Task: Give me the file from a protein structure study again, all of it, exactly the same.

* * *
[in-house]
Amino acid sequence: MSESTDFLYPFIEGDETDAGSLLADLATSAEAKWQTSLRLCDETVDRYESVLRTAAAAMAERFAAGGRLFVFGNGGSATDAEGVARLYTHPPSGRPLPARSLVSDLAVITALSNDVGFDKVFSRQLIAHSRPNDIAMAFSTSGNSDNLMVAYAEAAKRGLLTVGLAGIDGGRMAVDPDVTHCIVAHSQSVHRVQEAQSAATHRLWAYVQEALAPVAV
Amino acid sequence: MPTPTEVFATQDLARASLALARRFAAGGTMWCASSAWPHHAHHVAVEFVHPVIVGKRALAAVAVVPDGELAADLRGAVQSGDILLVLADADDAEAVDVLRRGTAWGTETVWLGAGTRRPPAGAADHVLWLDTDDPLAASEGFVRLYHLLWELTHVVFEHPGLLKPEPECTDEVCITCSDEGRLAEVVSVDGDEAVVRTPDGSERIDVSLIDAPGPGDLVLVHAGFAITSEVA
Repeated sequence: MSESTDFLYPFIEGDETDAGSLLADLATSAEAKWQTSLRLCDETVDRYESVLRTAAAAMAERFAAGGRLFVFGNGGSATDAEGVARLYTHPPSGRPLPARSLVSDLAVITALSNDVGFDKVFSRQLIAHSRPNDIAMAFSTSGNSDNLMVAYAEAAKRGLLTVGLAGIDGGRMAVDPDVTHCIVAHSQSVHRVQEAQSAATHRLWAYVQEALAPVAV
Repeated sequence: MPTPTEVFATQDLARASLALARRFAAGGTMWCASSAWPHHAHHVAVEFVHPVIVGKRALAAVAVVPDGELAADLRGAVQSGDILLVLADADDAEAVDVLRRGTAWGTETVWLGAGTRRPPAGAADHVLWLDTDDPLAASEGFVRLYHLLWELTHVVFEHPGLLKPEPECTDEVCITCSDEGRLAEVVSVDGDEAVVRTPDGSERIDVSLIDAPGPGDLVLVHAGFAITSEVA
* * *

[in-house]
Amino acid sequence: MSESTDFLYPFIEGDETDAGSLLADLATSAEAKWQTSLRLCDETVDRYESVLRTAAAAMAERFAAGGRLFVFGNGGSATDAEGVARLYTHPPSGRPLPARSLVSDLAVITALSNDVGFDKVFSRQLIAHSRPNDIAMAFSTSGNSDNLMVAYAEAAKRGLLTVGLAGIDGGRMAVDPDVTHCIVAHSQSVHRVQEAQSAATHRLWAYVQEALAPVAV
Amino acid sequence: MPTPTEVFATQDLARASLALARRFAAGGTMWCASSAWPHHAHHVAVEFVHPVIVGKRALAAVAVVPDGELAADLRGAVQSGDILLVLADADDAEAVDVLRRGTAWGTETVWLGAGTRRPPAGAADHVLWLDTDDPLAASEGFVRLYHLLWELTHVVFEHPGLLKPEPECTDEVCITCSDEGRLAEVVSVDGDEAVVRTPDGSERIDVSLIDAPGPGDLVLVHAGFAITSEVA
Repeated sequence: MSESTDFLYPFIEGDETDAGSLLADLATSAEAKWQTSLRLCDETVDRYESVLRTAAAAMAERFAAGGRLFVFGNGGSATDAEGVARLYTHPPSGRPLPARSLVSDLAVITALSNDVGFDKVFSRQLIAHSRPNDIAMAFSTSGNSDNLMVAYAEAAKRGLLTVGLAGIDGGRMAVDPDVTHCIVAHSQSVHRVQEAQSAATHRLWAYVQEALAPVAV
Repeated sequence: MPTPTEVFATQDLARASLALARRFAAGGTMWCASSAWPHHAHHVAVEFVHPVIVGKRALAAVAVVPDGELAADLRGAVQSGDILLVLADADDAEAVDVLRRGTAWGTETVWLGAGTRRPPAGAADHVLWLDTDDPLAASEGFVRLYHLLWELTHVVFEHPGLLKPEPECTDEVCITCSDEGRLAEVVSVDGDEAVVRTPDGSERIDVSLIDAPGPGDLVLVHAGFAITSEVA